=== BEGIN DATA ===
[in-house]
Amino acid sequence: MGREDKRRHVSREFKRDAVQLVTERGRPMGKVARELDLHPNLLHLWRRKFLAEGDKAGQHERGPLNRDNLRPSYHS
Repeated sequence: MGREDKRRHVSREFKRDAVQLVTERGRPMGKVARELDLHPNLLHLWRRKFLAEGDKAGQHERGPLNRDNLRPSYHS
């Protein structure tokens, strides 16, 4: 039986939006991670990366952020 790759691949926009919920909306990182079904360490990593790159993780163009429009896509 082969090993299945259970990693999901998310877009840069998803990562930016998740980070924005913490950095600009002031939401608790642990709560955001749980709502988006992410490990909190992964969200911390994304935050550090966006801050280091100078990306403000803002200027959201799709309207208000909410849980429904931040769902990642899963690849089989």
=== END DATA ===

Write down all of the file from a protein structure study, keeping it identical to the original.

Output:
[in-house]
Amino acid sequence: MGREDKRRHVSREFKRDAVQLVTERGRPMGKVARELDLHPNLLHLWRRKFLAEGDKAGQHERGPLNRDNLRPSYHS
Repeated sequence: MGREDKRRHVSREFKRDAVQLVTERGRPMGKVARELDLHPNLLHLWRRKFLAEGDKAGQHERGPLNRDNLRPSYHS
């Protein structure tokens, strides 16, 4: 039986939006991670990366952020 790759691949926009919920909306990182079904360490990593790159993780163009429009896509 082969090993299945259970990693999901998310877009840069998803990562930016998740980070924005913490950095600009002031939401608790642990709560955001749980709502988006992410490990909190992964969200911390994304935050550090966006801050280091100078990306403000803002200027959201799709309207208000909410849980429904931040769902990642899963690849089989």